Larry LaRue

Larry LaRue: Exodus has helped targets of domestic violence in Pierce County find housing for 20 years

In the middle of Domestic Violence Awareness Month, Sumner’s Exodus Housing is celebrating its 20th anniversary.

None of those involved wishes the program was necessary.

But it is, and the dozens of families who find Exodus each year are desperate.

“The women and children who come to us are in life-threatening situations,” said Joe O’Neil, executive director.

“They’re fleeing domestic violence, and many of the women don’t have jobs, have no job experience — they’ve been stay-at-home moms — or little education.

“There are only two qualifications necessary to get our help. There must be children involved, and the family must be fleeing domestic violence.”

After 20 years, Exodus has served all of Pierce County and never had a time when those families were difficult to find.

“None of these families come to us because they want to,” said case manager Rachael DiCecco. “No one wakes up one morning and says, ‘Take everything away from me.’

“We help. We partner with other programs to fill the needs we don’t handle.”

Exodus does one thing, and has become known for doing it well.

“We do rapid rehousing,” O’Neil said. “That’s 100 percent of our focus.”

If a woman and her family qualify, they can make arrangements over the telephone, talking to a case manager. What follows is one of the reasons Exodus is so unusual.

“We don’t own property,” O’Neil said. “We don’t have apartments or housing waiting for families. We tell families to go find a place to live and have the landlord contact us.”

Exodus asks that clients pay 30 percent of their salary toward rent, which often is a moot point.

“In many cases, no one would rent to them in their current situation,” O’Neil said

When the mother isn’t working, Exodus pays it all with money accrued from federal, state and county government.

“We help them with everything from application fees and — working with the landlord — first and last month’s rent, any security deposit,” O’Neil said.

“We get the family into an apartment, get a roof over their head.

“They usually come with nothing more than what they’re wearing, so we work with a partner like NW Furniture Bank to furnish everything from shower curtains to pots and pans, from beds to household goods.”

Then, O’Neil said, the program has expectations of the family.

“We expect Mom to have the kids in school and to start working on things they need to work on to retain housing — like getting a job,” O’Neil said.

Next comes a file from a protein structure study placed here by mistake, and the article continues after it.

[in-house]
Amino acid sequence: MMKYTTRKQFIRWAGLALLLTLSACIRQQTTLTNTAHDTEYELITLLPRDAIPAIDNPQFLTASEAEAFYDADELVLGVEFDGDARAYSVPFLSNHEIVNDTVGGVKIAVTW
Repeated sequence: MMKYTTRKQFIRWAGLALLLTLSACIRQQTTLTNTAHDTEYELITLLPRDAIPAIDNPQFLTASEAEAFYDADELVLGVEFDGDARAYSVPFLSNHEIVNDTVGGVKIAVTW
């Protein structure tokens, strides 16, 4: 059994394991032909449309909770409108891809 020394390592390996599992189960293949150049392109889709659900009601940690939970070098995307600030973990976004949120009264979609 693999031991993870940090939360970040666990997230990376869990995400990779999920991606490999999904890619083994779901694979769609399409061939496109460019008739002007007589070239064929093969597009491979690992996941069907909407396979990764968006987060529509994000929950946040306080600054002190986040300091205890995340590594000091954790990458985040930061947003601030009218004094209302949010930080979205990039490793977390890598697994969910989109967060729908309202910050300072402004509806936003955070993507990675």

Exodus doesn’t do counseling, but works with partners that do. It doesn’t do job training, either, but helps women find that, too.

It’s not always where you might expect.

“We had one woman whose background was in construction,” DiCecco said. “There is a new program, the Manufacturing Academy, part of WorkForce, that is training women in nontraditional occupations — iron workers, welders, construction. They helped her get a job.

“She’s now exited the program and opened her own business. She wants to hire some of our women, and we have clients now training in the field she needs.”

The average time a family needs Exodus support is eight months. The success rate of families that use the program and then leave under far better circumstances is 80 percent, O’Neil said.

The work Exodus does isn’t cheap. With a staff of eight — including O’Neil — the annual budget is about $815,000.

About?

“Everything is results-driven,” O’Neil said. “This year alone, we got $90,000 of additional funding in June, when the county allocated more money for us, ultimately, because we have great statistics.”

The best stats might be the simplest: lives saved. Last year, Exodus worked with 76 families and provided, along with housing, privacy and security.

“Everyone has a safety plan,” O’Neil said. “We help with name changes, get them off social media, cut down ways they can be found by their abuser.

“Because of the children, abusers often are in their lives forever — they go to court and get visitation rights.”

Even after families leave the program, Exodus protects their privacy. With good reason.

“We have had two children in our program who were killed,” O’Neil said.

That, as much as anything, explains why Exodus is still needed.

Larry LaRue: 253-597-8638

larry.larue@thenewstribune.com

@LarryLaRue

Exodus Housing

Address: 15318 Washington St. E, Sumner, WA 98390

Phone: 253-862-6808

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